Three Steps to Improve Focus and Results
A common theme among entrepreneurial business leaders is the importance of time (in particular, their time). It’s been said that the “the paradox of time is that we have all there is.” How is it then that there never seems to be enough?
As the organization’s leader goes through the business day, there are all manner of potential distractions; team members, customers, suppliers, and others are constantly pulling at the proverbial sleeve of the leader looking for information, advice, permission, input, etc. It can often seem like too much of the leader’s time is spent cleaning up messes and completing (or doing) staff work which can and should be handled at other levels of the organization.
A key question is this:
As the leader, how will you deploy your most valuable, precious resource: your time?
The answer may be found in a direct assessment of the unique abilities of the leader and what the organization needs that only (and I do mean only) the leader can provide. These requirements form the focus items which demand time and attention. The rest of the stuff is, well, just stuff!
Here are three steps to get started in the direction of a more focused, results oriented work method.
First, identify your unique abilities and strengths. Business owners may find their first inclination is to think these extend through all areas of the business. While this may be true at the owner-operator phase it becomes less so as the enterprise advances in its growth trajectory.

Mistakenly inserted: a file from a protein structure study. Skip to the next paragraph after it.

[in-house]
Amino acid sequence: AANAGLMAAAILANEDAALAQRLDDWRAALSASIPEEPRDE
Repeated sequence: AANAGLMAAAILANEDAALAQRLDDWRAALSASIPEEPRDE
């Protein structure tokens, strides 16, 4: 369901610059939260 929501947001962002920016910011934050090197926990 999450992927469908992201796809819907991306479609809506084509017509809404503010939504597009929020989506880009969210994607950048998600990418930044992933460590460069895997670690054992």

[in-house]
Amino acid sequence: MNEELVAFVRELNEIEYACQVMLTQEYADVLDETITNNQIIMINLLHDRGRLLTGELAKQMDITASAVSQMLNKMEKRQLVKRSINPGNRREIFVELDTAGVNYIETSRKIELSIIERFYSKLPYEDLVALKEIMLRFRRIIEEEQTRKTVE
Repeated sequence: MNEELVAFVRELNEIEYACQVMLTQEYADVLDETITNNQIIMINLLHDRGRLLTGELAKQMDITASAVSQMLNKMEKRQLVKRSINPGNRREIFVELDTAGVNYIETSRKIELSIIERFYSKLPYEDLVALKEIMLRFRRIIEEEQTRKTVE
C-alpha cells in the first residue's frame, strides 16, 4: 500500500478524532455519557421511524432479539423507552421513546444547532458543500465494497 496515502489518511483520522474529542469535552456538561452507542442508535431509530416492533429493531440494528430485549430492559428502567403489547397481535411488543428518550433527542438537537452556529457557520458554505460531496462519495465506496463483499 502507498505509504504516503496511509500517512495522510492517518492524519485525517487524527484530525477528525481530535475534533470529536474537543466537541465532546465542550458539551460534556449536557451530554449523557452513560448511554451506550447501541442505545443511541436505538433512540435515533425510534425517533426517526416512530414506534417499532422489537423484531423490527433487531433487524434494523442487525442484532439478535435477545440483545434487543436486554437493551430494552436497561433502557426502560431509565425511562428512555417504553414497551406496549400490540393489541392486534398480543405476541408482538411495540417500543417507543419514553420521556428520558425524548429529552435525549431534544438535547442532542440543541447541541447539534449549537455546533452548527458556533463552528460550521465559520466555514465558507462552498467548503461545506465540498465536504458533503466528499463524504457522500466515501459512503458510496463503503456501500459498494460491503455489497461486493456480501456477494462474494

Second, match these unique strengths with the needs of the business, with a particular focus on what it needs from the CEO/leader. Notwithstanding anything to the contrary, expect to find that spending time with key customers is on the list. Customers like to hear from the owner, irrespective of the nature of the organization’s customer facing strategy.
Third, capture these CEO/leader responsibilities on a work sheet, and match them up with annual and quarterly goals (measurable) with specifically identified outcomes (results). Use this as a platform for building a weekly work plan including team meetings and “focus time.”
The arduous work will be found not in deciding what to do, but what to stop doing. There are likely many items on the leader’s activity inventory that do not belong there. Pushing them out or downward in the organization will take discipline and time. Stay with it.
For more information and a sample worksheet for capturing and prioritizing responsibilities and goals, contact me at firstname.lastname@example.org.
Joseph P. Truncale, Ph.D., CAE, is the Founder and Principal of Alexander Joseph Associates, a privately held consultancy specializing in executive business advisory services with clients throughout the graphic communications industry.
Joe spent 30 years with NAPL, including 11 years as President and CEO. He is an adjunct professor at NYU teaching graduate courses in Executive Leadership; Financial Management and Analysis; Finance for Marketing Decisions; and Leadership: The C Suite Perspective. He may be reached at Joe@ajstrategy.com. Phone or text: (201) 394-8160.